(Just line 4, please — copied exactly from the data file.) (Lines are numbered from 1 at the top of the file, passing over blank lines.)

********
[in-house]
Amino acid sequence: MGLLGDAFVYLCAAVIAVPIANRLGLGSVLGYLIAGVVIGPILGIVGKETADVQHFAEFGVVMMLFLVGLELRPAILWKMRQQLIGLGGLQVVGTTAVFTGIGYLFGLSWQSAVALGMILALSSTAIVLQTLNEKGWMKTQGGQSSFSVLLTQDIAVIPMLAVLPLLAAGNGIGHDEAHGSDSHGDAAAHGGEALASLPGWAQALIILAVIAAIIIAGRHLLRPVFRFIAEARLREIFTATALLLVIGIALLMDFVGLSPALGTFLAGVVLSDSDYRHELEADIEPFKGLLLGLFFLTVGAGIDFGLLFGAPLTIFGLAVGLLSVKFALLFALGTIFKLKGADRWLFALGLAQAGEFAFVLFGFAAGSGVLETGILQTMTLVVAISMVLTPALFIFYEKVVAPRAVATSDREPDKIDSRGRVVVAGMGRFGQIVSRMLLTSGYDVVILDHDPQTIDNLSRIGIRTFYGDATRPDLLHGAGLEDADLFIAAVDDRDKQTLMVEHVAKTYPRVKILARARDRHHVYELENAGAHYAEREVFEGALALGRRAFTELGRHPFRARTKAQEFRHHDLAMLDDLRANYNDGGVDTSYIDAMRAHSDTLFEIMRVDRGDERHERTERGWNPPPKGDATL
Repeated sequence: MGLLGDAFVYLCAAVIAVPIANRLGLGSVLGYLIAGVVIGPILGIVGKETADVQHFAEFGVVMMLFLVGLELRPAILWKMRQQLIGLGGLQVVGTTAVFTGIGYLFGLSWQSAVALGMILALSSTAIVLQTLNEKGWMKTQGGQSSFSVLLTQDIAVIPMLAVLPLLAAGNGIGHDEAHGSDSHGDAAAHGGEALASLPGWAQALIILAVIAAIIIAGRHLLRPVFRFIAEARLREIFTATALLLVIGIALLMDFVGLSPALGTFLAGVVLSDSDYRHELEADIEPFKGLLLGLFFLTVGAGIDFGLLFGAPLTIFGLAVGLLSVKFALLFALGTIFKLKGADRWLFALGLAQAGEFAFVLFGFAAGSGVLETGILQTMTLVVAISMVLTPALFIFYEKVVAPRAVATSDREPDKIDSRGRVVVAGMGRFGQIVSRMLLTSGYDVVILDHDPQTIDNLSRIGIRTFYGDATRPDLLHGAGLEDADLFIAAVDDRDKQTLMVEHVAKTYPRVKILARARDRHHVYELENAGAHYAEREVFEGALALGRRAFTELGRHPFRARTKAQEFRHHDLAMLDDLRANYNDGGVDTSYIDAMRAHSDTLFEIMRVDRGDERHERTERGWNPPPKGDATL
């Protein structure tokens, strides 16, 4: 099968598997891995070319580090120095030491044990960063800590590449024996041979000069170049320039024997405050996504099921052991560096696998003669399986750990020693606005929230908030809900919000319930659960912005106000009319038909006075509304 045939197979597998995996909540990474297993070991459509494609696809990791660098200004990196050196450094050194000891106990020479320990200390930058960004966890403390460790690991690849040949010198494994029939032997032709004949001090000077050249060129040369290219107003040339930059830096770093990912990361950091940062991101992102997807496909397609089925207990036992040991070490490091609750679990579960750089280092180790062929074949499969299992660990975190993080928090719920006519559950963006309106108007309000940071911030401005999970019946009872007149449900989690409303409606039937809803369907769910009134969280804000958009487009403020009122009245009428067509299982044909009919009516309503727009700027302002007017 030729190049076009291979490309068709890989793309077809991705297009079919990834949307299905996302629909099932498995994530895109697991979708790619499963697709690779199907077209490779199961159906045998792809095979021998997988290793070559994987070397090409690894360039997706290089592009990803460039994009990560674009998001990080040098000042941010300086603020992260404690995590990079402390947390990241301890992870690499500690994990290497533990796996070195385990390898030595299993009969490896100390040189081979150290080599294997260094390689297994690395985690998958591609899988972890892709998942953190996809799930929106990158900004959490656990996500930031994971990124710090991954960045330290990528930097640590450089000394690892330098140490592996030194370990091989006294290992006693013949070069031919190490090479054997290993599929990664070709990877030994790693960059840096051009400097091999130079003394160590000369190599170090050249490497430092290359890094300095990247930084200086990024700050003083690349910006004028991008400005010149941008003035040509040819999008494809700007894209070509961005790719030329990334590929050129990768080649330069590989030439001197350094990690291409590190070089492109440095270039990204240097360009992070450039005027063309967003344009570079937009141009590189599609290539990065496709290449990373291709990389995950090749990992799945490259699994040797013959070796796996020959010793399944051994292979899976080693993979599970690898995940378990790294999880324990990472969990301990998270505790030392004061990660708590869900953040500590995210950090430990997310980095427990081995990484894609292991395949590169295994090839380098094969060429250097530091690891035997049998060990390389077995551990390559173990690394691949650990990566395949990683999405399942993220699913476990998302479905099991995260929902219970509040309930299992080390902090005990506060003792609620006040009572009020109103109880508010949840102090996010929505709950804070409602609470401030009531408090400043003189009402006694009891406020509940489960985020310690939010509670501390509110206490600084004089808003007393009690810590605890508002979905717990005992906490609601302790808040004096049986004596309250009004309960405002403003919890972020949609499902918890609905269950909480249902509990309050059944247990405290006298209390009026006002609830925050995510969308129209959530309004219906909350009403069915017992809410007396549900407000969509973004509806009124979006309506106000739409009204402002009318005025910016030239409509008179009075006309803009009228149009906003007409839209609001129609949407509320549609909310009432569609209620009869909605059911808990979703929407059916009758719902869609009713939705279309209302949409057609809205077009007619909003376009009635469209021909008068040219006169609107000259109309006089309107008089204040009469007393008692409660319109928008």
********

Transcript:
């Protein structure tokens, strides 16, 4: 099968598997891995070319580090120095030491044990960063800590590449024996041979000069170049320039024997405050996504099921052991560096696998003669399986750990020693606005929230908030809900919000319930659960912005106000009319038909006075509304 045939197979597998995996909540990474297993070991459509494609696809990791660098200004990196050196450094050194000891106990020479320990200390930058960004966890403390460790690991690849040949010198494994029939032997032709004949001090000077050249060129040369290219107003040339930059830096770093990912990361950091940062991101992102997807496909397609089925207990036992040991070490490091609750679990579960750089280092180790062929074949499969299992660990975190993080928090719920006519559950963006309106108007309000940071911030401005999970019946009872007149449900989690409303409606039937809803369907769910009134969280804000958009487009403020009122009245009428067509299982044909009919009516309503727009700027302002007017 030729190049076009291979490309068709890989793309077809991705297009079919990834949307299905996302629909099932498995994530895109697991979708790619499963697709690779199907077209490779199961159906045998792809095979021998997988290793070559994987070397090409690894360039997706290089592009990803460039994009990560674009998001990080040098000042941010300086603020992260404690995590990079402390947390990241301890992870690499500690994990290497533990796996070195385990390898030595299993009969490896100390040189081979150290080599294997260094390689297994690395985690998958591609899988972890892709998942953190996809799930929106990158900004959490656990996500930031994971990124710090991954960045330290990528930097640590450089000394690892330098140490592996030194370990091989006294290992006693013949070069031919190490090479054997290993599929990664070709990877030994790693960059840096051009400097091999130079003394160590000369190599170090050249490497430092290359890094300095990247930084200086990024700050003083690349910006004028991008400005010149941008003035040509040819999008494809700007894209070509961005790719030329990334590929050129990768080649330069590989030439001197350094990690291409590190070089492109440095270039990204240097360009992070450039005027063309967003344009570079937009141009590189599609290539990065496709290449990373291709990389995950090749990992799945490259699994040797013959070796796996020959010793399944051994292979899976080693993979599970690898995940378990790294999880324990990472969990301990998270505790030392004061990660708590869900953040500590995210950090430990997310980095427990081995990484894609292991395949590169295994090839380098094969060429250097530091690891035997049998060990390389077995551990390559173990690394691949650990990566395949990683999405399942993220699913476990998302479905099991995260929902219970509040309930299992080390902090005990506060003792609620006040009572009020109103109880508010949840102090996010929505709950804070409602609470401030009531408090400043003189009402006694009891406020509940489960985020310690939010509670501390509110206490600084004089808003007393009690810590605890508002979905717990005992906490609601302790808040004096049986004596309250009004309960405002403003919890972020949609499902918890609905269950909480249902509990309050059944247990405290006298209390009026006002609830925050995510969308129209959530309004219906909350009403069915017992809410007396549900407000969509973004509806009124979006309506106000739409009204402002009318005025910016030239409509008179009075006309803009009228149009906003007409839209609001129609949407509320549609909310009432569609209620009869909605059911808990979703929407059916009758719902869609009713939705279309209302949409057609809205077009007619909003376009009635469209021909008068040219006169609107000259109309006089309107008089204040009469007393008692409660319109928008």